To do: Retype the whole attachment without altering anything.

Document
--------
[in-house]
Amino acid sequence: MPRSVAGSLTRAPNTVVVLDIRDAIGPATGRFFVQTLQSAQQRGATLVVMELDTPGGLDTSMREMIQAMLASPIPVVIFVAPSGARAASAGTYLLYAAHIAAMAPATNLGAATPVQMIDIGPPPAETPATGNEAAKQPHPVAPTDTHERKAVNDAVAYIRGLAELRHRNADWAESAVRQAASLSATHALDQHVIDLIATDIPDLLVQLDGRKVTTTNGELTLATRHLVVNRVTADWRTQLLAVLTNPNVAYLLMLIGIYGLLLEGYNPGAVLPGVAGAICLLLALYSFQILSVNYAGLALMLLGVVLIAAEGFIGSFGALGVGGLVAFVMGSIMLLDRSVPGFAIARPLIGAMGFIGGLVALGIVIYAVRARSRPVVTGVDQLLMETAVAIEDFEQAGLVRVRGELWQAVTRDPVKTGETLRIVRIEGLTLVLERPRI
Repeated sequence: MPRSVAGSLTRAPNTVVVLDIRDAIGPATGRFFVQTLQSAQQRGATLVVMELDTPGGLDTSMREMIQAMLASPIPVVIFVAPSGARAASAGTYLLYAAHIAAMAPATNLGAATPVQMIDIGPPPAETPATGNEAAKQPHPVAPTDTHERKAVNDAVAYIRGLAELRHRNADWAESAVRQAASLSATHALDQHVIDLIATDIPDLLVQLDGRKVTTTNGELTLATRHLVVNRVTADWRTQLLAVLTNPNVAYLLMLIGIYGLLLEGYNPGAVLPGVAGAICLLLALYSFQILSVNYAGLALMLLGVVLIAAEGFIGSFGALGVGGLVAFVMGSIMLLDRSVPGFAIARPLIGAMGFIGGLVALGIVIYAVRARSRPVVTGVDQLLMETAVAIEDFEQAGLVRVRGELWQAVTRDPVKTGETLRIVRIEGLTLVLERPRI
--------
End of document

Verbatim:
[in-house]
Amino acid sequence: MPRSVAGSLTRAPNTVVVLDIRDAIGPATGRFFVQTLQSAQQRGATLVVMELDTPGGLDTSMREMIQAMLASPIPVVIFVAPSGARAASAGTYLLYAAHIAAMAPATNLGAATPVQMIDIGPPPAETPATGNEAAKQPHPVAPTDTHERKAVNDAVAYIRGLAELRHRNADWAESAVRQAASLSATHALDQHVIDLIATDIPDLLVQLDGRKVTTTNGELTLATRHLVVNRVTADWRTQLLAVLTNPNVAYLLMLIGIYGLLLEGYNPGAVLPGVAGAICLLLALYSFQILSVNYAGLALMLLGVVLIAAEGFIGSFGALGVGGLVAFVMGSIMLLDRSVPGFAIARPLIGAMGFIGGLVALGIVIYAVRARSRPVVTGVDQLLMETAVAIEDFEQAGLVRVRGELWQAVTRDPVKTGETLRIVRIEGLTLVLERPRI
Repeated sequence: MPRSVAGSLTRAPNTVVVLDIRDAIGPATGRFFVQTLQSAQQRGATLVVMELDTPGGLDTSMREMIQAMLASPIPVVIFVAPSGARAASAGTYLLYAAHIAAMAPATNLGAATPVQMIDIGPPPAETPATGNEAAKQPHPVAPTDTHERKAVNDAVAYIRGLAELRHRNADWAESAVRQAASLSATHALDQHVIDLIATDIPDLLVQLDGRKVTTTNGELTLATRHLVVNRVTADWRTQLLAVLTNPNVAYLLMLIGIYGLLLEGYNPGAVLPGVAGAICLLLALYSFQILSVNYAGLALMLLGVVLIAAEGFIGSFGALGVGGLVAFVMGSIMLLDRSVPGFAIARPLIGAMGFIGGLVALGIVIYAVRARSRPVVTGVDQLLMETAVAIEDFEQAGLVRVRGELWQAVTRDPVKTGETLRIVRIEGLTLVLERPRI